Nkombe Rhino was founded in 2010 by South African native and Rugby professional Joe Pietersen and his brother Willem.
They spent their childhood surrounded by the most biodiversity and variety of wild spaces, daily access to explore and had “the privilege of being exposed to nature from a young age, giving us the opportunity to form an opinion early and impact nature in our way.”
Nkombe Rhino is an organisation that started out focusing on protecting Rhinos by helping anti-poaching units, veterinarians and helicopter pilots with the aim to “pool resources through sustainable partnerships to better impact the conservation realm as a collective unit of like minded organisations”
“With the momentum that came with growing, we have been able to focus on various endangered species and communities on the borders of game reserves"
By supporting conservationists on the ground, the knock on effect has been a positive contribution to the survival of many protected species.
Nkombe Rhino Projects
Nkombe Rhino is giving direct support to Rhinos by providing resources for various projects like dehorning, relocation, ear notching and foot collar for data collection.
Water for the Elephants
Due to climate change and Human-Wildlife conflict, Elephants in Botswana have been suffering from the lack of water availability. Nkombe Rhino is providing water points through restoring boreholes in strategic locations and therefore assists in alleviating pressure on relationships with local communities and elephants.
Wild Dog Protection
Wild dogs are South Africa's most endangered carnivore due to range expansion, human wildlife conflict and snaring. Nkombe Rhino is involved in providing darts and collars to monitor and rescue these endangered animals.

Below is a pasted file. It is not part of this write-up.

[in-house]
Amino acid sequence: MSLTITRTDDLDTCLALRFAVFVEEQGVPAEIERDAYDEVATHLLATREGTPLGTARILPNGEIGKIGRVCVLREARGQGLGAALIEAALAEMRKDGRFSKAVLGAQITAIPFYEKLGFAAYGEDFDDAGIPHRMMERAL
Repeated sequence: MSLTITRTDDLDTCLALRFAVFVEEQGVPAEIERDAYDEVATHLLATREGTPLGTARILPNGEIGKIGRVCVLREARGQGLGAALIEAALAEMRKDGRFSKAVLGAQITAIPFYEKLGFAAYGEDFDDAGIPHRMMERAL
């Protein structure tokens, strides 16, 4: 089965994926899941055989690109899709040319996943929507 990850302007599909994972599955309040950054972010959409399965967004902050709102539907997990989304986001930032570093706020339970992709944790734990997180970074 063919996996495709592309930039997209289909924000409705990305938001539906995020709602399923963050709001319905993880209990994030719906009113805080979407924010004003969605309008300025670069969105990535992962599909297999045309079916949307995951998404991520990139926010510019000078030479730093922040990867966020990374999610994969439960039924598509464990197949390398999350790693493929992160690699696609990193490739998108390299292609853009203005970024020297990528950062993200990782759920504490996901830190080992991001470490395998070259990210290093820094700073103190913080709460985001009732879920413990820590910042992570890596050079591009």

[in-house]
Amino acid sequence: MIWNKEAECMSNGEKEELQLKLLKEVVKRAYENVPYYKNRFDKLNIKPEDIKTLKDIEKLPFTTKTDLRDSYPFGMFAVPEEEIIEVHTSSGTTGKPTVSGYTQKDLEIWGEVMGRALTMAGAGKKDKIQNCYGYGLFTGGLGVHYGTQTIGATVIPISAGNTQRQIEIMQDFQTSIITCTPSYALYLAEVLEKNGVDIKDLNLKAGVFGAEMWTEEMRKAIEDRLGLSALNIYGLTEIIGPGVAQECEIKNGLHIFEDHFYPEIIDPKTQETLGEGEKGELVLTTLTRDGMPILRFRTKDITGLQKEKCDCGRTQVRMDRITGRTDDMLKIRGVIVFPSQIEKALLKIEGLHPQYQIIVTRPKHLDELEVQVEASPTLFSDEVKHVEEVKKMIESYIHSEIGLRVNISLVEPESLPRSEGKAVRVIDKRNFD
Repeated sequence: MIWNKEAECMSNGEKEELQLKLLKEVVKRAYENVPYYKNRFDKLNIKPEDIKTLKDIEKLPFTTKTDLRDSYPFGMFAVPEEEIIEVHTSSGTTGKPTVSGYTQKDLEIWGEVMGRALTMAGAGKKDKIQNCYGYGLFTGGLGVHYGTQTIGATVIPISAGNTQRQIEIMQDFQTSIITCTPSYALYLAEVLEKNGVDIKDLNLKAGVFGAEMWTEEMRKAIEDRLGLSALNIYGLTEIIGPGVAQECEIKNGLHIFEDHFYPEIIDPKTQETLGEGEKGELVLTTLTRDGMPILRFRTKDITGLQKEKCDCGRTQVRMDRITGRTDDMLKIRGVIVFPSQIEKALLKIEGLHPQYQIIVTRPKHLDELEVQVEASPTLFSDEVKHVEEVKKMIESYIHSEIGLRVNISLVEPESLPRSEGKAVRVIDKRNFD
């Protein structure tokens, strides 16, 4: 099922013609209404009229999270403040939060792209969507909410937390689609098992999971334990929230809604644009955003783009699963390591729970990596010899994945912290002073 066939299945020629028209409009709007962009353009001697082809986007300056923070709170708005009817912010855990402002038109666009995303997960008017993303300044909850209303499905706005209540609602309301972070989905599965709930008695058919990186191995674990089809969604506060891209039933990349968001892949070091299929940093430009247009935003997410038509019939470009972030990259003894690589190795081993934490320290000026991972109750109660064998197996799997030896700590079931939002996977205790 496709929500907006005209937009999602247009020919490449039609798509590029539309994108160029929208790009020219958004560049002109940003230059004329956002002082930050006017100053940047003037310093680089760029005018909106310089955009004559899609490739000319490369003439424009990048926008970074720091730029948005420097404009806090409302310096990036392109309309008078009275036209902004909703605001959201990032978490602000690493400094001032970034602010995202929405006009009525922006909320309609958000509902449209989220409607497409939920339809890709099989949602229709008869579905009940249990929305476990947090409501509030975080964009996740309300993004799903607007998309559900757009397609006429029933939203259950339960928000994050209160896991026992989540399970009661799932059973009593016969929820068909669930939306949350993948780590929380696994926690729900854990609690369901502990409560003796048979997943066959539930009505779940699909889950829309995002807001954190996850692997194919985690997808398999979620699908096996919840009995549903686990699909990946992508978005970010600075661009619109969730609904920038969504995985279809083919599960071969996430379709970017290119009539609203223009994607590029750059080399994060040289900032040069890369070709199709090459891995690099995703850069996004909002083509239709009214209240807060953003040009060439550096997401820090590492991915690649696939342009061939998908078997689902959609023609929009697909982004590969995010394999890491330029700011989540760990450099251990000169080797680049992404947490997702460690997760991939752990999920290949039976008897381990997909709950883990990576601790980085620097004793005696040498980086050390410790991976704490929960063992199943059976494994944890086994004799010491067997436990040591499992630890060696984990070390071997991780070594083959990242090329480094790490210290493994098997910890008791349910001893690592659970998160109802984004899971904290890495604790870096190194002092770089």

Nkombe rhino sources and provides the best equipment for anti-poaching units, as well as contribute to the building of 'fit units' to support the safety and efficiency of these men, risking their lives in the field every day.
They work actively on the Human-Wildlife conflict, by trying to create a beneficial environment for sustainable projects in reserves adjacent communities, experiencing socio-economic issues.
With the “Feeding the Wildlife Conservation" project during the COVID-19 Lockdown, they provided over 230 000 meals to the wildlife communities and the thousands of people who have lost their jobs, leaving them in a food insecurity crisis. They also used this opportunity to engage and discuss human-wildlife conflict and prevent bushmeat poaching.
Nkombe Africa is offering a combo safari and conservation package to give their guests the ability to experience all that wildlife has to offer, as well as getting a hands-on view on what it takes to keep wildlife sustainability available:
“Our connection to tourism gave us access to people who were interested in not only the romantic side of Africa, but caring for the natural heritage, and we needed a platform to channel these people through.”
They are involved in many other conservation related projects with various partners on different aspects: they sponsor emergency flying hours for last minute reactions to protect endangered species, they provided a drone to assist with monitoring elephant movements and vulture nesting sites and population monitoring etc.
Support them with our Nkombe Rhino Bracelet
“Conservation is all about people, we are the only negative impact on our natural environment.” - Joe Pietersen
Representing both White and Black species of Rhino, this white bead bracelet is designed with Howlite beads and Lava Stone features with steel accents.
50% is donated to the Nkombe Rhino from the sale of each rhino bracelet.
“Your contribution gives us the opportunity to directly impact the people on the ground, the ones responsible for keeping our rhinos safe, it will go to food and needed equipment to keep rhino protection going.” - Joe Pietersen
SEDEX (Supplier Ethical Data Exchange) is a global non-profit organisation that audits social and environmental performance to ensure improved working conditions throughout the supply chain globally.